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Fonterra says the potential contamination of 14 milk tankers with mud and gravel is a "very minor incident" and its safety systems worked as intended.
News of the incident, which forced the co-operative to dump 150,000 litre of raw milk, comes as an independent inquiry this week found the dairy giant failed to recognise the huge reputational risk of this year's botulism scare.
Fonterra said tankers at its Hawera milk processing plant in Taranaki were potentially contaminated with mud and gravel on Friday.
About 1-2kg of mud and gravel was believed to have entered the plant's tanker cleaning system from one contractor's truck.
By the time problem was discovered, a total of 14 tankers had potentially been contaminated with water from the cleaning system.
Six of those tankers had picked up 150,000 litre raw milk, which had to be dumped.
Fonterra lower North Island operations manager Scott Walls told Radio New Zealand the problem was found within about 44 minutes of it occurring on Friday evening.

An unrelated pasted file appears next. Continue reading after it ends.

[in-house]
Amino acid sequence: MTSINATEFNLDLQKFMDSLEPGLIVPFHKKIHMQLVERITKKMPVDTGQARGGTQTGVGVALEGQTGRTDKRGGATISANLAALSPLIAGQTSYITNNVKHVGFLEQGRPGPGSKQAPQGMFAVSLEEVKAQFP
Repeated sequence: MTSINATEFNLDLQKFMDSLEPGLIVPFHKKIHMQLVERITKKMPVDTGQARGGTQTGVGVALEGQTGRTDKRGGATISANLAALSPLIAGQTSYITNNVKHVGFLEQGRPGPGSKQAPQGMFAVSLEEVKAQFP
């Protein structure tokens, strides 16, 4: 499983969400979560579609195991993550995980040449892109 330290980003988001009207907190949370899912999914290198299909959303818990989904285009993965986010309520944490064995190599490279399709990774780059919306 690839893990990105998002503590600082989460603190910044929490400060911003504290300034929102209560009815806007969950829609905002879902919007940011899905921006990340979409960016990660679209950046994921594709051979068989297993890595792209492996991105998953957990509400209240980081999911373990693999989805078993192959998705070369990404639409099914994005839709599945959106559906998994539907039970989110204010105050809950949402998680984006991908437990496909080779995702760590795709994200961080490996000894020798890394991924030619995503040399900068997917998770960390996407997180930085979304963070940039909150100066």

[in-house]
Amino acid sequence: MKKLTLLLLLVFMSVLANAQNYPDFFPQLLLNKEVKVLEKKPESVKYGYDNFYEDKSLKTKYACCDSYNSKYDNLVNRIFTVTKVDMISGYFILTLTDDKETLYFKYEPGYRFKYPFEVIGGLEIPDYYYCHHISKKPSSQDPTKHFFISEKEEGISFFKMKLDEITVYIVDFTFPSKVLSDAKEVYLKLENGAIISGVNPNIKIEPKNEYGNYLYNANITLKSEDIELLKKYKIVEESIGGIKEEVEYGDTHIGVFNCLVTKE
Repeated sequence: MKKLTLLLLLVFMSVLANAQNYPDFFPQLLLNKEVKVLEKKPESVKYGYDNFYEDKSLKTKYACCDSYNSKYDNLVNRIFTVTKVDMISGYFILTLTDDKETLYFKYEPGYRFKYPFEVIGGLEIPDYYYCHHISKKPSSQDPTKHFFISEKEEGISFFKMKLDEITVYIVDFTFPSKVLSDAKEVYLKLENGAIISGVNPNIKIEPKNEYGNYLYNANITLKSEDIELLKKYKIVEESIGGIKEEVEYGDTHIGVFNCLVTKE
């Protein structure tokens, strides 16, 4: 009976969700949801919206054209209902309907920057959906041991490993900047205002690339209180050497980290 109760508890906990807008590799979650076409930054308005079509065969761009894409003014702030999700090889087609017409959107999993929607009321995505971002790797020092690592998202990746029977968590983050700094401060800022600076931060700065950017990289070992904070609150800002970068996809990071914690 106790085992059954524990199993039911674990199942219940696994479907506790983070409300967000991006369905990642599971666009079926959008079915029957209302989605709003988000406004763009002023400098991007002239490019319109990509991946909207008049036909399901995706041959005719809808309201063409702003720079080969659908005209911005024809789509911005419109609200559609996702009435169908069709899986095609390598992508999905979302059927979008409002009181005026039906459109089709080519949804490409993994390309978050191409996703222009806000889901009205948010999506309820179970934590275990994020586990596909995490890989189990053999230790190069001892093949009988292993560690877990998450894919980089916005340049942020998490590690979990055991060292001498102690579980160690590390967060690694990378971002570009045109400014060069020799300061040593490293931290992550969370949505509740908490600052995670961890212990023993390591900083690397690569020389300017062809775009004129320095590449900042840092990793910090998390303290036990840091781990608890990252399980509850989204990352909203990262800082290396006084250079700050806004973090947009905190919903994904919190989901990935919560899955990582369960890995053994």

"Those 14 tankers sitting there, all of those were isolated, and six of them had milk in it, which didn't make it into the processing facility."
He said it was a "very minor incident".
"We were able to capture all of it in a very short space of time and the cleaning system is completely separate from our production facilities."
Mr Walls said Fonterra took food safety very seriously.
"That's why we rely on the systems that we have in place down at the Hawera facility, to make sure that these events, if they do happen - they're very rare - but when they do happen, our systems are enacted and we isolate those products very quickly."
Mr Walls said a report the cleaning system had been contaminated with oil and gas drilling waste was part of its ongoing investigation.
It would be another week before all the tests were back.
"What I can tell you is what we saw in the cleaning system on the weekend, which was dirt and gravel. And the investigation team is trying to find the source of how that occurred, and we've isolated it down to one tanker."
Mr Walls said the cleaning system at the Hawera facility was very common in most of New Zealand and the world.
"All of the systems that were in there worked very well and alerted us to the problem, so the automation in the technology, with the follow-up from the staff. So our systems worked really well and captured this problem quickly.
"At the moment, part of the investigation is understanding what went wrong, and that learning will be rolled out to the other sites within Fonterra."